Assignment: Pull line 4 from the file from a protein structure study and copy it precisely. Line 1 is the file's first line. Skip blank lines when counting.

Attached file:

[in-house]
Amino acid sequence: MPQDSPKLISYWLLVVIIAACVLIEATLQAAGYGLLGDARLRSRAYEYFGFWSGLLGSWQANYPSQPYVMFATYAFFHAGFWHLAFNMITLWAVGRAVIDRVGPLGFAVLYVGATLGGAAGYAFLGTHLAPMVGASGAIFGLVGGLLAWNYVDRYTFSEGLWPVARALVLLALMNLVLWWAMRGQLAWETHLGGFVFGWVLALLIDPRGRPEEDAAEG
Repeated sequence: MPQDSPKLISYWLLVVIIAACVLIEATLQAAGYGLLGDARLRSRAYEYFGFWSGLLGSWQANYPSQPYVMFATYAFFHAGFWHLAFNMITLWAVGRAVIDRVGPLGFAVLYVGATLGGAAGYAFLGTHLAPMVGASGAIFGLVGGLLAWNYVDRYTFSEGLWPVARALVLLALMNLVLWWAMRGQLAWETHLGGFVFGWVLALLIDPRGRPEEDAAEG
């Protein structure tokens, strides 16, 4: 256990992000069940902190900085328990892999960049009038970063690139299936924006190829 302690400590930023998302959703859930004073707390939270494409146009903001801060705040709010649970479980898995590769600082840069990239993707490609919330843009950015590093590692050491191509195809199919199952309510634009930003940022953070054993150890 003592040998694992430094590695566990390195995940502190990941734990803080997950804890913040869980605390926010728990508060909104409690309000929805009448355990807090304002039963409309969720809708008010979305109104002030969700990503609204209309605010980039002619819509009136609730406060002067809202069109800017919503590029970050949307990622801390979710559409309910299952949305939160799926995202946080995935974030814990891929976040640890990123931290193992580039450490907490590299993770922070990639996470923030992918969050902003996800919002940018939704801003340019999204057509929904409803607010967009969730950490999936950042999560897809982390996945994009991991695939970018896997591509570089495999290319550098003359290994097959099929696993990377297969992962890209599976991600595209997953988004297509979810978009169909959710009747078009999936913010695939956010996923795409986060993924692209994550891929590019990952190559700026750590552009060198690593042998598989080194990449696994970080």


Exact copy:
């Protein structure tokens, strides 16, 4: 256990992000069940902190900085328990892999960049009038970063690139299936924006190829 302690400590930023998302959703859930004073707390939270494409146009903001801060705040709010649970479980898995590769600082840069990239993707490609919330843009950015590093590692050491191509195809199919199952309510634009930003940022953070054993150890 003592040998694992430094590695566990390195995940502190990941734990803080997950804890913040869980605390926010728990508060909104409690309000929805009448355990807090304002039963409309969720809708008010979305109104002030969700990503609204209309605010980039002619819509009136609730406060002067809202069109800017919503590029970050949307990622801390979710559409309910299952949305939160799926995202946080995935974030814990891929976040640890990123931290193992580039450490907490590299993770922070990639996470923030992918969050902003996800919002940018939704801003340019999204057509929904409803607010967009969730950490999936950042999560897809982390996945994009991991695939970018896997591509570089495999290319550098003359290994097959099929696993990377297969992962890209599976991600595209997953988004297509979810978009169909959710009747078009999936913010695939956010996923795409986060993924692209994550891929590019990952190559700026750590552009060198690593042998598989080194990449696994970080």